When creating a roadmap, you must be mindful of whether your stakeholder audience needs to know what’s getting done on a Sprint level. Does your quarterly stakeholder review meeting need this level of detail? Probably not. However, your monthly backlog refinement meeting probably does.
Gantt vs. Roadmap: Is It Just Semantics?
Ultimately, the output of a Jira Gantt chart and a Jira Roadmap can look similar because they both often use a Gantt view to visualize project data. However, the use cases are different. This distinction might feel like just a matter of semantics, but I assure you it’s not.
TLDR: Gantt charts are project plans. Roadmaps are high-level visualizations of strategy and future plans.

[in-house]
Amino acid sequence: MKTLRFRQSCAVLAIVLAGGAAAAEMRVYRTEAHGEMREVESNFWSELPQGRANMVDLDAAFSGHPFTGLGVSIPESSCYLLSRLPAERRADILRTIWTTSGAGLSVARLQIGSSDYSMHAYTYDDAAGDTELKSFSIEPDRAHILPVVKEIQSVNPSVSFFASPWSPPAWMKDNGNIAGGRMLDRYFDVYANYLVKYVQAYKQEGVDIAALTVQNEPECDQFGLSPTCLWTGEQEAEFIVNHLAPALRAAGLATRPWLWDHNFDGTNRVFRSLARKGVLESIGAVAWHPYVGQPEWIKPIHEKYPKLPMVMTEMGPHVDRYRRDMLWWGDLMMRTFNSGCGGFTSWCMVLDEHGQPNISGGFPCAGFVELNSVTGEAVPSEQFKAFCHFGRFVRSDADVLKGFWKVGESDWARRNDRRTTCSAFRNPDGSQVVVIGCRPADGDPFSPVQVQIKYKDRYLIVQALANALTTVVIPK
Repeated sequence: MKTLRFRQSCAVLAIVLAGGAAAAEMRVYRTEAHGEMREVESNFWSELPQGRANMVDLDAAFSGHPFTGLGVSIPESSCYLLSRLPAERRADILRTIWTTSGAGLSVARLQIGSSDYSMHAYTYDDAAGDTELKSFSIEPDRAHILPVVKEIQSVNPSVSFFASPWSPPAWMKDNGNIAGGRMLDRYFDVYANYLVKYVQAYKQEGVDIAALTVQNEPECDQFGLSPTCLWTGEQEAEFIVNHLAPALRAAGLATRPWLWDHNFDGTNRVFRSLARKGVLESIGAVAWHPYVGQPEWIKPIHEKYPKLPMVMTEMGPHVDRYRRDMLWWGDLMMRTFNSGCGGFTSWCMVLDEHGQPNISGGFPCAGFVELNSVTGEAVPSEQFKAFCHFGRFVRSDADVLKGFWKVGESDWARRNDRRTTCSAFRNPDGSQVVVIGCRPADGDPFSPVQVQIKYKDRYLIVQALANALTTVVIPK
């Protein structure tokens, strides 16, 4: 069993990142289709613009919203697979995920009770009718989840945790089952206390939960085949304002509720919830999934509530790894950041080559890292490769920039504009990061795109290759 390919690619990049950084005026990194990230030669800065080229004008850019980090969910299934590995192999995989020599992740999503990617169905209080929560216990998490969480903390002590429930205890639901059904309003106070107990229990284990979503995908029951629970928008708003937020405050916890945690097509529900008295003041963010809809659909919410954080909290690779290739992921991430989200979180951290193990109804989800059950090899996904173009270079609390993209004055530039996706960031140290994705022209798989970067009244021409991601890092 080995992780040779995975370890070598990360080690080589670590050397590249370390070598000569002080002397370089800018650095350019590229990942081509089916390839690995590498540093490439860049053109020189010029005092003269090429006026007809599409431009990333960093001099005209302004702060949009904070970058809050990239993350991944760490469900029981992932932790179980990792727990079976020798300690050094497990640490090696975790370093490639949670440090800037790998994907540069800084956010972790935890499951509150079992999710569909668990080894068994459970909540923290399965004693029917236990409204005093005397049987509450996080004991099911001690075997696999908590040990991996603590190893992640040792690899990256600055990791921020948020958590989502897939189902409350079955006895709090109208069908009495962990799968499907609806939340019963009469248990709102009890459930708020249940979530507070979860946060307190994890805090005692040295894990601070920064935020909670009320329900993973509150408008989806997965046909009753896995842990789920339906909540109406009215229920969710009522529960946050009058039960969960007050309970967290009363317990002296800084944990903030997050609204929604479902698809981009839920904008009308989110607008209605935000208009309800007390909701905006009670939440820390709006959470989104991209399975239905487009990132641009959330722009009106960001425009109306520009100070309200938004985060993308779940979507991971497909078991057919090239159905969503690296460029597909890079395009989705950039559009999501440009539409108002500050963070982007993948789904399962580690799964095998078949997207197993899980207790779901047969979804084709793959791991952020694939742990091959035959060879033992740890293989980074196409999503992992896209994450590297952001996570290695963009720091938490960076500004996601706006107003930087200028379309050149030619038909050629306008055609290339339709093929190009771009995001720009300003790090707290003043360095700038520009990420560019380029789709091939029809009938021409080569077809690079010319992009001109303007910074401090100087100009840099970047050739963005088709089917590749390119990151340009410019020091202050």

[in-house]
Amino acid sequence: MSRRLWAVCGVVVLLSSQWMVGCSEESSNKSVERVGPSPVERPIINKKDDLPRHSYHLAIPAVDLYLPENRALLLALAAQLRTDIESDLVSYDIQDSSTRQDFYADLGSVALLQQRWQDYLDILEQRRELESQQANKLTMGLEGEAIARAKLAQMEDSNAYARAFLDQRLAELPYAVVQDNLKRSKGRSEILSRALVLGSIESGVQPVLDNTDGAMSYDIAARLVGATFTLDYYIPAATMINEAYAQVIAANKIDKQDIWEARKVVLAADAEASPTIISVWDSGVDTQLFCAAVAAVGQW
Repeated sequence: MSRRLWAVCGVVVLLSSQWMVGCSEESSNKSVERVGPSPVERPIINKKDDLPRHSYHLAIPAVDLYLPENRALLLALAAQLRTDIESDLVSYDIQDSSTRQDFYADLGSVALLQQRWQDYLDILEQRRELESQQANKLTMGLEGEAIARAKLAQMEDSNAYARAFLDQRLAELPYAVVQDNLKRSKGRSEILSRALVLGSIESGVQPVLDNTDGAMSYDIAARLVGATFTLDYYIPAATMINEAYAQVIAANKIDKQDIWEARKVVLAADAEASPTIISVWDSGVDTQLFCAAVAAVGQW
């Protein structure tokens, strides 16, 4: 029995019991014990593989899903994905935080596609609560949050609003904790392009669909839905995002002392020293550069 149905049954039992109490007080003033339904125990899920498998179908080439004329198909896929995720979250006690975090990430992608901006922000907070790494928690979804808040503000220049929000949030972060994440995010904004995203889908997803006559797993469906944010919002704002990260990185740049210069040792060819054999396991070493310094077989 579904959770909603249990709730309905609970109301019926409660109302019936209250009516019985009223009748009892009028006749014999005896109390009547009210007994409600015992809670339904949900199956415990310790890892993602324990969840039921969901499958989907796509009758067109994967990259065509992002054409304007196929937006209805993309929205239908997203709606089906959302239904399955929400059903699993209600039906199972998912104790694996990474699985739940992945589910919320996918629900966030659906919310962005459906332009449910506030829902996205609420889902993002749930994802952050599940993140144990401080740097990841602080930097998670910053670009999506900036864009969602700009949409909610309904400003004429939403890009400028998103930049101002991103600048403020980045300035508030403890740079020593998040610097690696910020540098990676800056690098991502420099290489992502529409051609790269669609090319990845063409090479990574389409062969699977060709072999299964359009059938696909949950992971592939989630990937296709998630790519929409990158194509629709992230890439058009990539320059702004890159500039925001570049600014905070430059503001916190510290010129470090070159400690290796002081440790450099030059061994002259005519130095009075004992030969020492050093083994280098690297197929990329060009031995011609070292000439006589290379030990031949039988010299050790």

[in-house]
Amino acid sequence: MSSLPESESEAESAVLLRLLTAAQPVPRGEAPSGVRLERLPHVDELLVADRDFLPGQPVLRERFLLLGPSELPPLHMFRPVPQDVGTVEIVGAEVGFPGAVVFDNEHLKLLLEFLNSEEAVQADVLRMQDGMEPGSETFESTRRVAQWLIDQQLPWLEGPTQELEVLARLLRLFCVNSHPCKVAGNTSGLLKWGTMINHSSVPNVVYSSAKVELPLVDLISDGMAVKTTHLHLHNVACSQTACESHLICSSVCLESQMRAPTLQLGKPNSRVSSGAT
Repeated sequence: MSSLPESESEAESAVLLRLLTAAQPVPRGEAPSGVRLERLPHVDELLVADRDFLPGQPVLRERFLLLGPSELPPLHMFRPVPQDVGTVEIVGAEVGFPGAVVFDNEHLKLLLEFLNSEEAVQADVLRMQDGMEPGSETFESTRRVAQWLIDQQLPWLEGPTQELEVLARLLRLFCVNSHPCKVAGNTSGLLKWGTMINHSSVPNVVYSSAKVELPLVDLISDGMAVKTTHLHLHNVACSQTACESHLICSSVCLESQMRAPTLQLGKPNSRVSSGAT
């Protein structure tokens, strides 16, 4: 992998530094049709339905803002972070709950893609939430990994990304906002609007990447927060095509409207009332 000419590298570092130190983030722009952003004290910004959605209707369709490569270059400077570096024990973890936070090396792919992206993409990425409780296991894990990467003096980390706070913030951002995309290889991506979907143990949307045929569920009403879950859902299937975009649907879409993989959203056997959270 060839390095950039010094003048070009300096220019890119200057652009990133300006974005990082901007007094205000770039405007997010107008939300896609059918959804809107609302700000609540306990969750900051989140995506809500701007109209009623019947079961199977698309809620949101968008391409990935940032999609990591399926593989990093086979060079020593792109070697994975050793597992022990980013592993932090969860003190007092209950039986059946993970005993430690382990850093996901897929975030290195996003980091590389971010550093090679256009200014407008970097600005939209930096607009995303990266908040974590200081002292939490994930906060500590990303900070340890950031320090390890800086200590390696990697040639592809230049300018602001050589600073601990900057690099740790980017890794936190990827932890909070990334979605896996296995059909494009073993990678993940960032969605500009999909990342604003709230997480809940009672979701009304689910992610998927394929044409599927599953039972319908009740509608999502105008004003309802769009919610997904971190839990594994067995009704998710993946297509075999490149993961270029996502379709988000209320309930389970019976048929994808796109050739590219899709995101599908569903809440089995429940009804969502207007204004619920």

As a project manager, you’ll probably need to create both Gantt charts and roadmaps. The secret to saving time when creating these different outputs is using a tool that makes it easy to visualize the same Jira project data in different ways for different audiences.
We’ll unpack what tools are best for your collaboration and stakeholder needs in the next section. But first, below is one bonus term to learn for clarity’s sake.
Bonus Term: Plans in Advanced Roadmaps
To add to the list of words that may get used interchangeably (but actually mean something else entirely), Jira provides a “plan” in their built-in Advanced Roadmaps functionality. The plan “contains all of the work that needs to be done on your project in a timeline.” The plan breaks down your Jira issues in a visual way. Much like a Gantt, the plan, too, is different than a roadmap.